Come Out of Her, My People

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This is the Word of the Lord. If you’re not already in Revelation 17, if you will turn there. It’s page 1037 if you use one of the seat Bibles. And if you need an outline, raise your hand. One thing before we jump in. If you are a follower of Jesus who has not been baptized, let me encourage you to pray about taking that big step of obedience. I’ll be teaching the baptism class tonight at 7pm, and anyone is welcome to come, even if you just have questions as to what baptism is for, what salvation is all about, I’d love for you to join us. This is a huge step in our following of Jesus.

Most people who travel around the world and experience many different countries acknowledge that overall America is one of the most free, respectful (as far as civil rights) countries in the world. Obviously, not perfect. We have a long way to go, but relatively speaking. And yet if you follow the news, you would think we live in the most oppressive, victimizing of regimes. You get a glimpse of this in obvious extremes, like Antifa or the Alt Right. But you get a glimpse of this in less obvious manifestations in things like safe spaces, trigger warnings, appropriation violations, and even more generally in the rise in loneliness, depression, suicidality, and even recently, for the first time in our country’s history, a decline in life expectancy. If you’re conservative, you look at some of these indications and you generally might conclude we’re just too soft. We’re a country of crybabies. And if you’re progressive, you might look at these symptoms and conclude our government has failed us. It needs to step up and make our lives livable.

One of the most important books, in my opinion, not a very big book, but a book that came out in 2019 is called “Primal Screams” by Mary Eberstadt. It’s subtitled: How the Sexual Revolution Created Identity Politics. And Eberstadt, who is a senior research fellow at the Faith and Reason Institute, acknowledges that there are many contributing factors that breed identity politics, including real injustices. But she argues that none of these factors are as foundational in explaining our current situation that we’re experiencing today than the sexual revolution. She would argue the sexual revolution, which basically, last half a century or so, has untethered sexual intimacy from marriage and from family, has created this culture of victimization.

What is the sexual revolution? It’s when you when you divorce sex from marriage and family. And it promised, the goal of the sexual revolution was a social nirvana — set us free from all these oppressive restrictions from the past. But now if you look around and you listen, there seems to be far more victims today than there were before the very revolution that was supposed to set us free from this victimization. And Eberstadt goes through a myriad of examples, but concludes this:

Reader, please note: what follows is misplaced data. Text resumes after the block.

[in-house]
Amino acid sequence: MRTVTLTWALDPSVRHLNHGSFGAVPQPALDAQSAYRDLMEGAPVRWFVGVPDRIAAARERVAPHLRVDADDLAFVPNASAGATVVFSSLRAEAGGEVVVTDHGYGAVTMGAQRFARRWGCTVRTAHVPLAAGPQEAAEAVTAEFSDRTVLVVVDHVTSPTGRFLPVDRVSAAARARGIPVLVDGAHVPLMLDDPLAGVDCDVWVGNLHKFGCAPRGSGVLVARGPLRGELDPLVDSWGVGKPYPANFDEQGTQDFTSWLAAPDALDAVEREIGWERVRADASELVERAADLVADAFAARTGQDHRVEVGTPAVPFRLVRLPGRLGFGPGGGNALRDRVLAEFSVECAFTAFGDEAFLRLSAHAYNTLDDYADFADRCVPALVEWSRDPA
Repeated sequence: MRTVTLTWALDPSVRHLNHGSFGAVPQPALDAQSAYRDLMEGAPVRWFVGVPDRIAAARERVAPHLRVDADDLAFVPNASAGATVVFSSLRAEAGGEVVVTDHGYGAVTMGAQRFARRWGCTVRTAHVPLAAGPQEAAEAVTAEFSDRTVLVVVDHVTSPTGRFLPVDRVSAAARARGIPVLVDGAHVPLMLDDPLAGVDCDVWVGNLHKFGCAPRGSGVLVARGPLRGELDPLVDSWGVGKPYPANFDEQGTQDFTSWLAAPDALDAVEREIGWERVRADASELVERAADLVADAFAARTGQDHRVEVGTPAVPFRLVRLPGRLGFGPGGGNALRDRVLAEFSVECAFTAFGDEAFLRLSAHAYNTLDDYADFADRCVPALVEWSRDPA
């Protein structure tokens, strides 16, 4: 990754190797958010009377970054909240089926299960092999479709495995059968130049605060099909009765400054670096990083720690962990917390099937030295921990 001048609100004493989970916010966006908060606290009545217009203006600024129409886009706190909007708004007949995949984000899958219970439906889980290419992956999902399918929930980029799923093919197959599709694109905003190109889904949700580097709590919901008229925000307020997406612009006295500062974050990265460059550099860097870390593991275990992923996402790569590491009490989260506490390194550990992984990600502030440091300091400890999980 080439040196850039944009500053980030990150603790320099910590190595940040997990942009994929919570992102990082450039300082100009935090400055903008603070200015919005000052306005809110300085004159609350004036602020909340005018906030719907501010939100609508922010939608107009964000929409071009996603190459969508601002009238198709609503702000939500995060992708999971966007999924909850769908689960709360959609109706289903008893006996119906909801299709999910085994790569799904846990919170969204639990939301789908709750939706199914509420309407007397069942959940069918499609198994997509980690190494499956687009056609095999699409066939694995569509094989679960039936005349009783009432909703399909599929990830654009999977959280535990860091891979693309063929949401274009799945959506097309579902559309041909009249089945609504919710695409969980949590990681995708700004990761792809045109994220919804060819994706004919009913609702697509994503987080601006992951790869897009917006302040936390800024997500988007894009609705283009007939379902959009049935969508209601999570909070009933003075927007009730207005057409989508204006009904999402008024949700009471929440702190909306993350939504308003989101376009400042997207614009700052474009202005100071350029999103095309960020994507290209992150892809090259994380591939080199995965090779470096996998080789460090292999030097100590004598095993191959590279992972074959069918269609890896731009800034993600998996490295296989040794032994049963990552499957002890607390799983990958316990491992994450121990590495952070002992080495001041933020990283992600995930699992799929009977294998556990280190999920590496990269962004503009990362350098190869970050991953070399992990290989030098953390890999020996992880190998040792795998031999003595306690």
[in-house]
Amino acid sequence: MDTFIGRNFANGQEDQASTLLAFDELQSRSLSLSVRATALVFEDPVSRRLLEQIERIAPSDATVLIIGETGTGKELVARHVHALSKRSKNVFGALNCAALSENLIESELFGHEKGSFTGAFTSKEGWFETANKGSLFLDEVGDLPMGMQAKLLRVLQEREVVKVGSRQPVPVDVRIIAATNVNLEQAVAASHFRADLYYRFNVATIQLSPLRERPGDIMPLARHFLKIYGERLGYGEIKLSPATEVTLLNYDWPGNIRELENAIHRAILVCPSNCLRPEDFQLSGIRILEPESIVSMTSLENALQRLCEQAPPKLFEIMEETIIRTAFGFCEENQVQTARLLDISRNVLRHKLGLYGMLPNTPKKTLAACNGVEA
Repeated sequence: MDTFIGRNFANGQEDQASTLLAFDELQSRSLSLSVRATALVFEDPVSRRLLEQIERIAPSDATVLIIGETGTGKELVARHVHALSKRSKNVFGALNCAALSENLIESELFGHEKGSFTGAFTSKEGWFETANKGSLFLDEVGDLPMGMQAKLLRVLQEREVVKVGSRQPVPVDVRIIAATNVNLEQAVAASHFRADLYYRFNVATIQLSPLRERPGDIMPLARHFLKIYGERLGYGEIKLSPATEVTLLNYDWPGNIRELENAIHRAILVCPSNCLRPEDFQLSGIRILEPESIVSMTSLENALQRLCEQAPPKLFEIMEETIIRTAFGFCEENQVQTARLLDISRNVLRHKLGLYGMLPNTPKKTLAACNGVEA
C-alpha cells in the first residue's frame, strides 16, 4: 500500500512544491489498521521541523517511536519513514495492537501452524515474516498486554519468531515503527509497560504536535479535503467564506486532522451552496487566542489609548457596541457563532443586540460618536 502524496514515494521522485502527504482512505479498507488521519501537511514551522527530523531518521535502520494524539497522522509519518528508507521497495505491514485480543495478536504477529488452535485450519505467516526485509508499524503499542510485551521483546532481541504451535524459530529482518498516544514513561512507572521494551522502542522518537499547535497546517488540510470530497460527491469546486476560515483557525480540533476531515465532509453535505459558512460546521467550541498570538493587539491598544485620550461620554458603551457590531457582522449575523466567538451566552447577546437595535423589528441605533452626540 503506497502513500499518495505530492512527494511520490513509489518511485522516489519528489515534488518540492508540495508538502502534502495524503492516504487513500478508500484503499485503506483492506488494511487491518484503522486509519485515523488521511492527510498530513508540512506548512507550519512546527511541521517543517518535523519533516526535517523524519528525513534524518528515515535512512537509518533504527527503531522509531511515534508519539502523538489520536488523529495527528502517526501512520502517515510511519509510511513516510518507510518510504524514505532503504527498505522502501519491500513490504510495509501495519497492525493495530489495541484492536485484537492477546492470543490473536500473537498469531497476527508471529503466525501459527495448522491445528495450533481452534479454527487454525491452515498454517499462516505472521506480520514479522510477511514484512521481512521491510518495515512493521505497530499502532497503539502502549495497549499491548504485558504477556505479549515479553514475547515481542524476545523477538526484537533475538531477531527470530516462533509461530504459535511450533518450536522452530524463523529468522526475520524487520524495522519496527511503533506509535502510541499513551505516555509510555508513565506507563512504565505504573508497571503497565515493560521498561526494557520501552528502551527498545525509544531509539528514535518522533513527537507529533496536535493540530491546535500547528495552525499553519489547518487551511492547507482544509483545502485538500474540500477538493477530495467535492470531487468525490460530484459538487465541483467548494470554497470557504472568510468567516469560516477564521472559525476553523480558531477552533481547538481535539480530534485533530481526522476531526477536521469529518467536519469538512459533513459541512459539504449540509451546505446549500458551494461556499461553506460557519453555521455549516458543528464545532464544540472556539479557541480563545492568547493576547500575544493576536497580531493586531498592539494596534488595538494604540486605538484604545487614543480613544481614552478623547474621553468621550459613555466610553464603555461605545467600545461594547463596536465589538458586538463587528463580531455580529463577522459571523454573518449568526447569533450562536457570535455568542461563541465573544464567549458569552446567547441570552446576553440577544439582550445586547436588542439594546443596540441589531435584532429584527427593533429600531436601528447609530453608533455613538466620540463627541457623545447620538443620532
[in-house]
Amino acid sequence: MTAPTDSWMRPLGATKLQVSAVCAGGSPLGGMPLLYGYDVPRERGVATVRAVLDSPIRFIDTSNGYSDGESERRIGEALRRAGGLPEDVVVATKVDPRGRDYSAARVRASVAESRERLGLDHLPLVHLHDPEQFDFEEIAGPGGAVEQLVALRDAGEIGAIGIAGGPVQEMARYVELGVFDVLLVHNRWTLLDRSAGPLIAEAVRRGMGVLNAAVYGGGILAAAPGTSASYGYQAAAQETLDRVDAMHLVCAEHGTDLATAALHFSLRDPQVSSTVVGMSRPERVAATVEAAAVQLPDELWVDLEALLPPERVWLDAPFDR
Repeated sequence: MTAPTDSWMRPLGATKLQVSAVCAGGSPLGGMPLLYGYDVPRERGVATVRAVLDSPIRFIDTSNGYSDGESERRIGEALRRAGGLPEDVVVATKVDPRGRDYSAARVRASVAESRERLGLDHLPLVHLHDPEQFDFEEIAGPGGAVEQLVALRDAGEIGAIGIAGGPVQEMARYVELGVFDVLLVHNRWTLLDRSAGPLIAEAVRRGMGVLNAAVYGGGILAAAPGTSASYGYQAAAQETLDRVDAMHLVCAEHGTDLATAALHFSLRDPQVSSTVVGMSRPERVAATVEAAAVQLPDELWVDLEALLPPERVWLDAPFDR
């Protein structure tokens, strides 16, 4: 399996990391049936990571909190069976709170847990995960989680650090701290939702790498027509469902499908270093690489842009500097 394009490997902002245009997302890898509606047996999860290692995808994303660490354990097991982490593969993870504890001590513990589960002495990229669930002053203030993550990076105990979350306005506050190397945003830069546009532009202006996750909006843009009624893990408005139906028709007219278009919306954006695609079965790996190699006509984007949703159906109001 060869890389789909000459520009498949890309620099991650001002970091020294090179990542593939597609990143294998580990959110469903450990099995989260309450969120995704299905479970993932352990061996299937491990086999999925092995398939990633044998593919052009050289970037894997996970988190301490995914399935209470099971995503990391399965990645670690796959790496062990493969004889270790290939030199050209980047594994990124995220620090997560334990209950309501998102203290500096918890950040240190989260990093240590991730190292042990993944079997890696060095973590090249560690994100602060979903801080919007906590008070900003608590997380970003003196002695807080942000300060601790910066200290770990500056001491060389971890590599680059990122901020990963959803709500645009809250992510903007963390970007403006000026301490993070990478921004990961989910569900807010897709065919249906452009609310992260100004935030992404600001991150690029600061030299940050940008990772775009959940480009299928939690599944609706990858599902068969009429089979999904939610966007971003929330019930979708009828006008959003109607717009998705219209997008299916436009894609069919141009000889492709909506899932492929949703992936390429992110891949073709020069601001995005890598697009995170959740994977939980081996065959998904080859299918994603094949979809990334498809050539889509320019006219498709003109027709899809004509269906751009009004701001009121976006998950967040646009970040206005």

“Maybe many people today are claiming to be victims because they and their societies are victims — not so much of the ‘isms’ they point to as oppressors, [like sexism, racism, classism] but because the human animal has been selected for familial forms of socialization that for many people no longer exist.”

What does she mean by that? These are not her words, but this is what I believe she means. That as a society … and I would encourage you for a moment to step out of your own experience and look on a macro level. As a society that has for decades brainwashed itself into believing that sex is trivial, that marriage is dispensable, that divorce is easy, that surrogacy is common, that babies are disposable, that gender is fluid, that pornography is ubiquitous (everywhere), that families are undefinable, that fathers are optional. When a society decade after decade tells itself in every form of media that these things, which in the past imperfectly, but vitally provide some stability and definition as to who am I and where do I fit in. When you rip all of those apart, how can you be surprised that there are not psychological and social repercussions? Perhaps the reason people are crying in the dorms and screaming in the streets is not just about politics. You can switch presidents, you can trade members of Congress, but the crying will continue because perhaps the real pain … or the crying is pointing to a real pain, a real social fragmentation. Eberstadt says it this way.

“Identity politics is not so much politics as a primal scream. It’s the result of the Great Scattering — our species’ unprecedented collective retreat from our very selves. Anyone who has ever heard a coyote in the desert, separated at night from its pack, knows the sound. The otherwise unexplained hysteria of today’s identity politics is nothing more, or less, than just that: the collective human howl of our time, sent up by inescapably communal creatures trying desperately to identify their own.”